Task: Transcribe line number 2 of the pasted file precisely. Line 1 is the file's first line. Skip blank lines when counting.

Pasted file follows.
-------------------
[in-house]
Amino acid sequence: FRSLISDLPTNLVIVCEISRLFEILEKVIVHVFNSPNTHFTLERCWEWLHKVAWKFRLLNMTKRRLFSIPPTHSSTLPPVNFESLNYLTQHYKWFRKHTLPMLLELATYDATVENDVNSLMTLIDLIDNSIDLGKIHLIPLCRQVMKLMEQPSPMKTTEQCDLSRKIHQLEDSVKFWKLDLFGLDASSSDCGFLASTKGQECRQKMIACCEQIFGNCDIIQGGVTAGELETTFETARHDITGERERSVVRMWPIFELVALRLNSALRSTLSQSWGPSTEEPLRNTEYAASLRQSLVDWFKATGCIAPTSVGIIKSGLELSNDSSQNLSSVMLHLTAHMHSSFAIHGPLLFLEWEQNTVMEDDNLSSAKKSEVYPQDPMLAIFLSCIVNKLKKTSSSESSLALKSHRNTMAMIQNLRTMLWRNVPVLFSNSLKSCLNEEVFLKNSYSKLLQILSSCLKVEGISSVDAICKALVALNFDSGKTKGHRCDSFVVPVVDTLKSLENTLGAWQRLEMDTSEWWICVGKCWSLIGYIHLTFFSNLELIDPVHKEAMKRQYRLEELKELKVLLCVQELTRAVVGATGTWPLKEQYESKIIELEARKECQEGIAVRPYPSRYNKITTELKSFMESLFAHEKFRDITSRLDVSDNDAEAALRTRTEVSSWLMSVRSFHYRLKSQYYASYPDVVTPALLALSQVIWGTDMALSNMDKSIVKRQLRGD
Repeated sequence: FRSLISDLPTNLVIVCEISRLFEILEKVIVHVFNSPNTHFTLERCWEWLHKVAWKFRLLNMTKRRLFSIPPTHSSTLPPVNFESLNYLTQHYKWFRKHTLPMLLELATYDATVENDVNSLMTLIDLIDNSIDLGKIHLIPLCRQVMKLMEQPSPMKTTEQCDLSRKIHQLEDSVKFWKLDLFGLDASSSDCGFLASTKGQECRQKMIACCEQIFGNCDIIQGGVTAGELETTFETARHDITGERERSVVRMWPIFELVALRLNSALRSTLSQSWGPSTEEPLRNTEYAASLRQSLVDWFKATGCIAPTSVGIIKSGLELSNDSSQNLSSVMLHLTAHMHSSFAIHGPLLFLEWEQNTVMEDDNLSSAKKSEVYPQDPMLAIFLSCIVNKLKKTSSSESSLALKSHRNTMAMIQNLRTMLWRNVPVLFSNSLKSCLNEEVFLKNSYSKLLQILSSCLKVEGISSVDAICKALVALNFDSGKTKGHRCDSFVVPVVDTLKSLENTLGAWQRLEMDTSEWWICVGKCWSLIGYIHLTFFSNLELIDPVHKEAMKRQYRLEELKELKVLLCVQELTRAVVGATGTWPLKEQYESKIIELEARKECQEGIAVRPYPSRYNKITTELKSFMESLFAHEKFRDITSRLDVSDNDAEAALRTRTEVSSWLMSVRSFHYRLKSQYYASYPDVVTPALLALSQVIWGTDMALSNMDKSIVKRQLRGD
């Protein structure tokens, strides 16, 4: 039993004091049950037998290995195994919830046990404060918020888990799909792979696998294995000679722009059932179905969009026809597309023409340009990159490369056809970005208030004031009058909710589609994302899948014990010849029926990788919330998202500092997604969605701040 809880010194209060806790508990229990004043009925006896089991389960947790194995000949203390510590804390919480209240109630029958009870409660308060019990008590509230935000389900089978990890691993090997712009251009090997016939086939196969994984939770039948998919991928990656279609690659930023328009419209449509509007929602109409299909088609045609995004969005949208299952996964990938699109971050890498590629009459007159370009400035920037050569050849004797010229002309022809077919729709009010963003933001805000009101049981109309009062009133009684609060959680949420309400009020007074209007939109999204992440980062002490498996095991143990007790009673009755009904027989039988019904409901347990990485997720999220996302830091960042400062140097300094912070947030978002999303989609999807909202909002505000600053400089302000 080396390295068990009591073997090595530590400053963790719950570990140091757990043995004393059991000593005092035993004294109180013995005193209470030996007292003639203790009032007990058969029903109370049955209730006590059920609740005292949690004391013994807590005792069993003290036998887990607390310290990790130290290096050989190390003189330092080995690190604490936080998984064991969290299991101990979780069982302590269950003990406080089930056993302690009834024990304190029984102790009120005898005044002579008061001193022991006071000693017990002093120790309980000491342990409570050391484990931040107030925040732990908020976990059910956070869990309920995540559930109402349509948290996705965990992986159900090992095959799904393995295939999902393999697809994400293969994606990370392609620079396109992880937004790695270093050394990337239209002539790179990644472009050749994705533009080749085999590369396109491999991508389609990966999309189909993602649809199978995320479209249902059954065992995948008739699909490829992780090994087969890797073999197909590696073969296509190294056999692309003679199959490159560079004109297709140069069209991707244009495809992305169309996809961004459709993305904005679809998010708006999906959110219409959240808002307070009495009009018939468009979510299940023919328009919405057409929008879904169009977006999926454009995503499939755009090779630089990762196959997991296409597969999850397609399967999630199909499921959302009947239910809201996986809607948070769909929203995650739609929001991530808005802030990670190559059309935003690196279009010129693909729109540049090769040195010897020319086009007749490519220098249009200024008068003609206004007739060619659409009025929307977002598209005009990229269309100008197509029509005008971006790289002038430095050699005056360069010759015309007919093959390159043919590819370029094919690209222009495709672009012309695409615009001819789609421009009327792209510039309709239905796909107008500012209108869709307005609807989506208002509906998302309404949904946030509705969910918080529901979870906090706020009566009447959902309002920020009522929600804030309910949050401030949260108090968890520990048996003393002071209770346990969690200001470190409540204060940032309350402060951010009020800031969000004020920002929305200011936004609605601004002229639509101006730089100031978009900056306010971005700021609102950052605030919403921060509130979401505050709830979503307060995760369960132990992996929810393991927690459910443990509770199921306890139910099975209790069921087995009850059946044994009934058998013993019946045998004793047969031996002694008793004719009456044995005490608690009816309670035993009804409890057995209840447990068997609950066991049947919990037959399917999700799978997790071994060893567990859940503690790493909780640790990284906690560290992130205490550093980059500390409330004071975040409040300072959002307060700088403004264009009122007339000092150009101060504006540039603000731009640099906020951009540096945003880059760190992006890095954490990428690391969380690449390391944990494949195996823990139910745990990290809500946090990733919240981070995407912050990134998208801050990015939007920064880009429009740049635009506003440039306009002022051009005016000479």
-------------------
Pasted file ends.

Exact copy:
Amino acid sequence: FRSLISDLPTNLVIVCEISRLFEILEKVIVHVFNSPNTHFTLERCWEWLHKVAWKFRLLNMTKRRLFSIPPTHSSTLPPVNFESLNYLTQHYKWFRKHTLPMLLELATYDATVENDVNSLMTLIDLIDNSIDLGKIHLIPLCRQVMKLMEQPSPMKTTEQCDLSRKIHQLEDSVKFWKLDLFGLDASSSDCGFLASTKGQECRQKMIACCEQIFGNCDIIQGGVTAGELETTFETARHDITGERERSVVRMWPIFELVALRLNSALRSTLSQSWGPSTEEPLRNTEYAASLRQSLVDWFKATGCIAPTSVGIIKSGLELSNDSSQNLSSVMLHLTAHMHSSFAIHGPLLFLEWEQNTVMEDDNLSSAKKSEVYPQDPMLAIFLSCIVNKLKKTSSSESSLALKSHRNTMAMIQNLRTMLWRNVPVLFSNSLKSCLNEEVFLKNSYSKLLQILSSCLKVEGISSVDAICKALVALNFDSGKTKGHRCDSFVVPVVDTLKSLENTLGAWQRLEMDTSEWWICVGKCWSLIGYIHLTFFSNLELIDPVHKEAMKRQYRLEELKELKVLLCVQELTRAVVGATGTWPLKEQYESKIIELEARKECQEGIAVRPYPSRYNKITTELKSFMESLFAHEKFRDITSRLDVSDNDAEAALRTRTEVSSWLMSVRSFHYRLKSQYYASYPDVVTPALLALSQVIWGTDMALSNMDKSIVKRQLRGD